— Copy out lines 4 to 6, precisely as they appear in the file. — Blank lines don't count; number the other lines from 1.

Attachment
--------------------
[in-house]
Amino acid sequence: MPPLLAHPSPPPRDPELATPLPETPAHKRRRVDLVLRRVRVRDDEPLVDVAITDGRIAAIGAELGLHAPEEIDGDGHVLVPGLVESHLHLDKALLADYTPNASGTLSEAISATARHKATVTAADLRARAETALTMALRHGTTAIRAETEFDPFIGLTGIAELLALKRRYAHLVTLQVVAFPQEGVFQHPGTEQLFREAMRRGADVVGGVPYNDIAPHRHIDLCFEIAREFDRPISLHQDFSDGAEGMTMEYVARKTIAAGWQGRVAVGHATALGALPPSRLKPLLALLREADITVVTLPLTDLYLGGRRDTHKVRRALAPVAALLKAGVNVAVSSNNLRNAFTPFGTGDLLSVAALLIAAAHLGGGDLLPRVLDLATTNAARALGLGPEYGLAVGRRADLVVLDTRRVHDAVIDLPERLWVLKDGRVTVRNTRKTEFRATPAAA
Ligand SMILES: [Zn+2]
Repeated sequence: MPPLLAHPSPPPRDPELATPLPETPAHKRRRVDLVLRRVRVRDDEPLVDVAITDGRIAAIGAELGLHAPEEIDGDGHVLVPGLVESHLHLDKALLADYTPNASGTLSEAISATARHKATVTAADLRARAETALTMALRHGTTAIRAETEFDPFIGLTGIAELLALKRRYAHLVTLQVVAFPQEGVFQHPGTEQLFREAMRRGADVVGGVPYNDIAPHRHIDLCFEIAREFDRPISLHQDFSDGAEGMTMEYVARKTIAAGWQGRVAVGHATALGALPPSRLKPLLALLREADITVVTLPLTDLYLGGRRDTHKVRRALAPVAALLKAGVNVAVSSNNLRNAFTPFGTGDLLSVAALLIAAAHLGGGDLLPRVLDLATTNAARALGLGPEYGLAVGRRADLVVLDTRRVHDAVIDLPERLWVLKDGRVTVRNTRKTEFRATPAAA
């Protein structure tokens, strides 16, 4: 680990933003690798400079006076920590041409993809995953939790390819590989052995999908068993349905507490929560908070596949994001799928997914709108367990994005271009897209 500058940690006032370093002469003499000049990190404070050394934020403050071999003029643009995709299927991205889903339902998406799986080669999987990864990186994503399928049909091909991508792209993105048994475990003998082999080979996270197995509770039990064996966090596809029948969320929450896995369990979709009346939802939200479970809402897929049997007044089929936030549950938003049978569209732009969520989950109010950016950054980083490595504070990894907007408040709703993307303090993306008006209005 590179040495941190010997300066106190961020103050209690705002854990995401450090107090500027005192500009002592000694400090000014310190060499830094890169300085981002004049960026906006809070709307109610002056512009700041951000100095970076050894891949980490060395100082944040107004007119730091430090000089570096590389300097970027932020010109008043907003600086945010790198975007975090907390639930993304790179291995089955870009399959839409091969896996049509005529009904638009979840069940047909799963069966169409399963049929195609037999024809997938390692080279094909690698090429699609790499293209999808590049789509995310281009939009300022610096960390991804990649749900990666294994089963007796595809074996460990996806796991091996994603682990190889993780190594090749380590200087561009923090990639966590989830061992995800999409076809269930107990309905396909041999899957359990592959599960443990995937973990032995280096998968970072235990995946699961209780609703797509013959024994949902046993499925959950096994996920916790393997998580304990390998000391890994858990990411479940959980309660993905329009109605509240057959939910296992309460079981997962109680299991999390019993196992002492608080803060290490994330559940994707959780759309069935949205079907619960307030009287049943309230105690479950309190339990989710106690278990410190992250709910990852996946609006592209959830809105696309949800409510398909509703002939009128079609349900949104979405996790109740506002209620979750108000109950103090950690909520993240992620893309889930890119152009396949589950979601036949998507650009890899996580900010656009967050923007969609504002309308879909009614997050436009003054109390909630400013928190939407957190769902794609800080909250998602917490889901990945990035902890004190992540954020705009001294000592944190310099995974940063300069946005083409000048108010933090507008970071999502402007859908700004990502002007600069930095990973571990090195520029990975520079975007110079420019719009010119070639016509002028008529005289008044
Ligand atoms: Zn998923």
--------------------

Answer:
Repeated sequence: MPPLLAHPSPPPRDPELATPLPETPAHKRRRVDLVLRRVRVRDDEPLVDVAITDGRIAAIGAELGLHAPEEIDGDGHVLVPGLVESHLHLDKALLADYTPNASGTLSEAISATARHKATVTAADLRARAETALTMALRHGTTAIRAETEFDPFIGLTGIAELLALKRRYAHLVTLQVVAFPQEGVFQHPGTEQLFREAMRRGADVVGGVPYNDIAPHRHIDLCFEIAREFDRPISLHQDFSDGAEGMTMEYVARKTIAAGWQGRVAVGHATALGALPPSRLKPLLALLREADITVVTLPLTDLYLGGRRDTHKVRRALAPVAALLKAGVNVAVSSNNLRNAFTPFGTGDLLSVAALLIAAAHLGGGDLLPRVLDLATTNAARALGLGPEYGLAVGRRADLVVLDTRRVHDAVIDLPERLWVLKDGRVTVRNTRKTEFRATPAAA
């Protein structure tokens, strides 16, 4: 680990933003690798400079006076920590041409993809995953939790390819590989052995999908068993349905507490929560908070596949994001799928997914709108367990994005271009897209 500058940690006032370093002469003499000049990190404070050394934020403050071999003029643009995709299927991205889903339902998406799986080669999987990864990186994503399928049909091909991508792209993105048994475990003998082999080979996270197995509770039990064996966090596809029948969320929450896995369990979709009346939802939200479970809402897929049997007044089929936030549950938003049978569209732009969520989950109010950016950054980083490595504070990894907007408040709703993307303090993306008006209005 590179040495941190010997300066106190961020103050209690705002854990995401450090107090500027005192500009002592000694400090000014310190060499830094890169300085981002004049960026906006809070709307109610002056512009700041951000100095970076050894891949980490060395100082944040107004007119730091430090000089570096590389300097970027932020010109008043907003600086945010790198975007975090907390639930993304790179291995089955870009399959839409091969896996049509005529009904638009979840069940047909799963069966169409399963049929195609037999024809997938390692080279094909690698090429699609790499293209999808590049789509995310281009939009300022610096960390991804990649749900990666294994089963007796595809074996460990996806796991091996994603682990190889993780190594090749380590200087561009923090990639966590989830061992995800999409076809269930107990309905396909041999899957359990592959599960443990995937973990032995280096998968970072235990995946699961209780609703797509013959024994949902046993499925959950096994996920916790393997998580304990390998000391890994858990990411479940959980309660993905329009109605509240057959939910296992309460079981997962109680299991999390019993196992002492608080803060290490994330559940994707959780759309069935949205079907619960307030009287049943309230105690479950309190339990989710106690278990410190992250709910990852996946609006592209959830809105696309949800409510398909509703002939009128079609349900949104979405996790109740506002209620979750108000109950103090950690909520993240992620893309889930890119152009396949589950979601036949998507650009890899996580900010656009967050923007969609504002309308879909009614997050436009003054109390909630400013928190939407957190769902794609800080909250998602917490889901990945990035902890004190992540954020705009001294000592944190310099995974940063300069946005083409000048108010933090507008970071999502402007859908700004990502002007600069930095990973571990090195520029990975520079975007110079420019719009010119070639016509002028008529005289008044
Ligand atoms: Zn998923």